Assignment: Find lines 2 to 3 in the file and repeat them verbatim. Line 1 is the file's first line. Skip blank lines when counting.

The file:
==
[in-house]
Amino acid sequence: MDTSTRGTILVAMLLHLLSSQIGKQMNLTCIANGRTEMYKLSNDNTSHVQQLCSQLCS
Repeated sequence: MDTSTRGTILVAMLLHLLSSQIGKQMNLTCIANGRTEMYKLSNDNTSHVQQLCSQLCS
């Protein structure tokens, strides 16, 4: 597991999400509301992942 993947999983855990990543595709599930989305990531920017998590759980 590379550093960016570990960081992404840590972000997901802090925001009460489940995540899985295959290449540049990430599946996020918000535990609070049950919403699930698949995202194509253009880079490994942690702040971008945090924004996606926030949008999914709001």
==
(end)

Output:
Amino acid sequence: MDTSTRGTILVAMLLHLLSSQIGKQMNLTCIANGRTEMYKLSNDNTSHVQQLCSQLCS
Repeated sequence: MDTSTRGTILVAMLLHLLSSQIGKQMNLTCIANGRTEMYKLSNDNTSHVQQLCSQLCS